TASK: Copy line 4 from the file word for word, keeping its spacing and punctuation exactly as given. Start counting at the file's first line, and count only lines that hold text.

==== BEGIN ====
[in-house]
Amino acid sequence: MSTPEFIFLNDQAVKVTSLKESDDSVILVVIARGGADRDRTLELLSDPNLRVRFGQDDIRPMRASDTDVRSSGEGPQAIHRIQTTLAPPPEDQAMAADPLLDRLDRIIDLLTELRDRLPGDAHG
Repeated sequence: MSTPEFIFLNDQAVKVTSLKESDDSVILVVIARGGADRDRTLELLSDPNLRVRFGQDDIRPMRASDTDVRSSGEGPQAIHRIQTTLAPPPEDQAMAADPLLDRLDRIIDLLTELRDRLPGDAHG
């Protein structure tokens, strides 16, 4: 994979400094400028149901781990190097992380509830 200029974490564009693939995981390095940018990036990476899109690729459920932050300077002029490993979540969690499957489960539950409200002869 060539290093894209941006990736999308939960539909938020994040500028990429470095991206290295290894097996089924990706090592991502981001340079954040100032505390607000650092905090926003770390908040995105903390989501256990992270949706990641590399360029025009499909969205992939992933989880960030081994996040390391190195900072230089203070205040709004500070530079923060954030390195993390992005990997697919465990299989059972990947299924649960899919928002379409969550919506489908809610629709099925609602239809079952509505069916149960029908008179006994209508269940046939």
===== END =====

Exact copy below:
């Protein structure tokens, strides 16, 4: 994979400094400028149901781990190097992380509830 200029974490564009693939995981390095940018990036990476899109690729459920932050300077002029490993979540969690499957489960539950409200002869 060539290093894209941006990736999308939960539909938020994040500028990429470095991206290295290894097996089924990706090592991502981001340079954040100032505390607000650092905090926003770390908040995105903390989501256990992270949706990641590399360029025009499909969205992939992933989880960030081994996040390391190195900072230089203070205040709004500070530079923060954030390195993390992005990997697919465990299989059972990947299924649960899919928002379409969550919506489908809610629709099925609602239809079952509505069916149960029908008179006994209508269940046939």